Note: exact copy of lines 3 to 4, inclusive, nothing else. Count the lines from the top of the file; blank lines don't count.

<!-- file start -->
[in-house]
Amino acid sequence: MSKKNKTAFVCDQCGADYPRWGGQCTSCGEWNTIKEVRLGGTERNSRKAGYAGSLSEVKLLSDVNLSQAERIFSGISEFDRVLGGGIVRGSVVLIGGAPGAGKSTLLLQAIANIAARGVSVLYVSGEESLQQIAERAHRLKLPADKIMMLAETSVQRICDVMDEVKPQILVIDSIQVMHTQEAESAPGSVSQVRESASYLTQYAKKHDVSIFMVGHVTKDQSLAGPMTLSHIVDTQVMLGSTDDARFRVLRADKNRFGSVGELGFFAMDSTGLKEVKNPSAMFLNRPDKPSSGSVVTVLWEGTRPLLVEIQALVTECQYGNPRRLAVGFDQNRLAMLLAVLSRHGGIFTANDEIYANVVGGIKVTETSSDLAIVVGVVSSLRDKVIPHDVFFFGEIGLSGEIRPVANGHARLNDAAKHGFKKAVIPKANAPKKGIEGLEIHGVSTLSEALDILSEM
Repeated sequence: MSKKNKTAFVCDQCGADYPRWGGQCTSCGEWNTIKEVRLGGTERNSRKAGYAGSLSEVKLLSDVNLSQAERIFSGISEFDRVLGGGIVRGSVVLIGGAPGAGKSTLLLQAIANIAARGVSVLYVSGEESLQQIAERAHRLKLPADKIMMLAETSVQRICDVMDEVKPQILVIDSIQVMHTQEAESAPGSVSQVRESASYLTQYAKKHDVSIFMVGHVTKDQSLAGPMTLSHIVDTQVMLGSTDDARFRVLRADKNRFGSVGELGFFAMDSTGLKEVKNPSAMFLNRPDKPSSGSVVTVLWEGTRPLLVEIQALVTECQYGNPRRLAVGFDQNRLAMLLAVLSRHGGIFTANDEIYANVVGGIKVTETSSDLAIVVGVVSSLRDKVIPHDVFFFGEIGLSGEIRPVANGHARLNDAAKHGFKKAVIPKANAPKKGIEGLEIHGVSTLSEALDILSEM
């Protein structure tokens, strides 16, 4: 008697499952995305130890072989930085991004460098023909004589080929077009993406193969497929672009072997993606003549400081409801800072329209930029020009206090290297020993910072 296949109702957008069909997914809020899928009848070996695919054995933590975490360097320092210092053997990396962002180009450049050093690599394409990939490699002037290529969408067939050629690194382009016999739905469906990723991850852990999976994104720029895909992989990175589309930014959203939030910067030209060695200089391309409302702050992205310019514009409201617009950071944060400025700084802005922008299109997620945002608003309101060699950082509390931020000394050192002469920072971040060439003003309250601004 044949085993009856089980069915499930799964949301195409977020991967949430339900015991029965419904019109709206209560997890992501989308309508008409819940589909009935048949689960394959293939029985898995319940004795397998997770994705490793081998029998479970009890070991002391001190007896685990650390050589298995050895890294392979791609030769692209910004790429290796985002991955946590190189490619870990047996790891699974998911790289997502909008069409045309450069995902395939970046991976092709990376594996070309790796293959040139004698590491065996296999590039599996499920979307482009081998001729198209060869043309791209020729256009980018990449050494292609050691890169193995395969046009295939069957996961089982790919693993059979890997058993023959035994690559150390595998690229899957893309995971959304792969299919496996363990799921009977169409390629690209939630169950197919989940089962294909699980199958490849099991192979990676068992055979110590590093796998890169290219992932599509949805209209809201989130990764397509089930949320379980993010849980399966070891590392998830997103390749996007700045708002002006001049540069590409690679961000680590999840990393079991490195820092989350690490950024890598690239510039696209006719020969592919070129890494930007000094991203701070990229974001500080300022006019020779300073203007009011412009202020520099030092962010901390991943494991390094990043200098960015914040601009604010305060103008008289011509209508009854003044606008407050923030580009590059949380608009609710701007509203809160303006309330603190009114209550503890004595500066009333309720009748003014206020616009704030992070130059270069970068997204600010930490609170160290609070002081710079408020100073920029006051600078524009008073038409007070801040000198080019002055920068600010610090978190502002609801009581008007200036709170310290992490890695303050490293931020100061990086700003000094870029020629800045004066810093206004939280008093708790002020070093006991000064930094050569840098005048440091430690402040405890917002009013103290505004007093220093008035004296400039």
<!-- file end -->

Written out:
Repeated sequence: MSKKNKTAFVCDQCGADYPRWGGQCTSCGEWNTIKEVRLGGTERNSRKAGYAGSLSEVKLLSDVNLSQAERIFSGISEFDRVLGGGIVRGSVVLIGGAPGAGKSTLLLQAIANIAARGVSVLYVSGEESLQQIAERAHRLKLPADKIMMLAETSVQRICDVMDEVKPQILVIDSIQVMHTQEAESAPGSVSQVRESASYLTQYAKKHDVSIFMVGHVTKDQSLAGPMTLSHIVDTQVMLGSTDDARFRVLRADKNRFGSVGELGFFAMDSTGLKEVKNPSAMFLNRPDKPSSGSVVTVLWEGTRPLLVEIQALVTECQYGNPRRLAVGFDQNRLAMLLAVLSRHGGIFTANDEIYANVVGGIKVTETSSDLAIVVGVVSSLRDKVIPHDVFFFGEIGLSGEIRPVANGHARLNDAAKHGFKKAVIPKANAPKKGIEGLEIHGVSTLSEALDILSEM
């Protein structure tokens, strides 16, 4: 008697499952995305130890072989930085991004460098023909004589080929077009993406193969497929672009072997993606003549400081409801800072329209930029020009206090290297020993910072 296949109702957008069909997914809020899928009848070996695919054995933590975490360097320092210092053997990396962002180009450049050093690599394409990939490699002037290529969408067939050629690194382009016999739905469906990723991850852990999976994104720029895909992989990175589309930014959203939030910067030209060695200089391309409302702050992205310019514009409201617009950071944060400025700084802005922008299109997620945002608003309101060699950082509390931020000394050192002469920072971040060439003003309250601004 044949085993009856089980069915499930799964949301195409977020991967949430339900015991029965419904019109709206209560997890992501989308309508008409819940589909009935048949689960394959293939029985898995319940004795397998997770994705490793081998029998479970009890070991002391001190007896685990650390050589298995050895890294392979791609030769692209910004790429290796985002991955946590190189490619870990047996790891699974998911790289997502909008069409045309450069995902395939970046991976092709990376594996070309790796293959040139004698590491065996296999590039599996499920979307482009081998001729198209060869043309791209020729256009980018990449050494292609050691890169193995395969046009295939069957996961089982790919693993059979890997058993023959035994690559150390595998690229899957893309995971959304792969299919496996363990799921009977169409390629690209939630169950197919989940089962294909699980199958490849099991192979990676068992055979110590590093796998890169290219992932599509949805209209809201989130990764397509089930949320379980993010849980399966070891590392998830997103390749996007700045708002002006001049540069590409690679961000680590999840990393079991490195820092989350690490950024890598690239510039696209006719020969592919070129890494930007000094991203701070990229974001500080300022006019020779300073203007009011412009202020520099030092962010901390991943494991390094990043200098960015914040601009604010305060103008008289011509209508009854003044606008407050923030580009590059949380608009609710701007509203809160303006309330603190009114209550503890004595500066009333309720009748003014206020616009704030992070130059270069970068997204600010930490609170160290609070002081710079408020100073920029006051600078524009008073038409007070801040000198080019002055920068600010610090978190502002609801009581008007200036709170310290992490890695303050490293931020100061990086700003000094870029020629800045004066810093206004939280008093708790002020070093006991000064930094050569840098005048440091430690402040405890917002009013103290505004007093220093008035004296400039």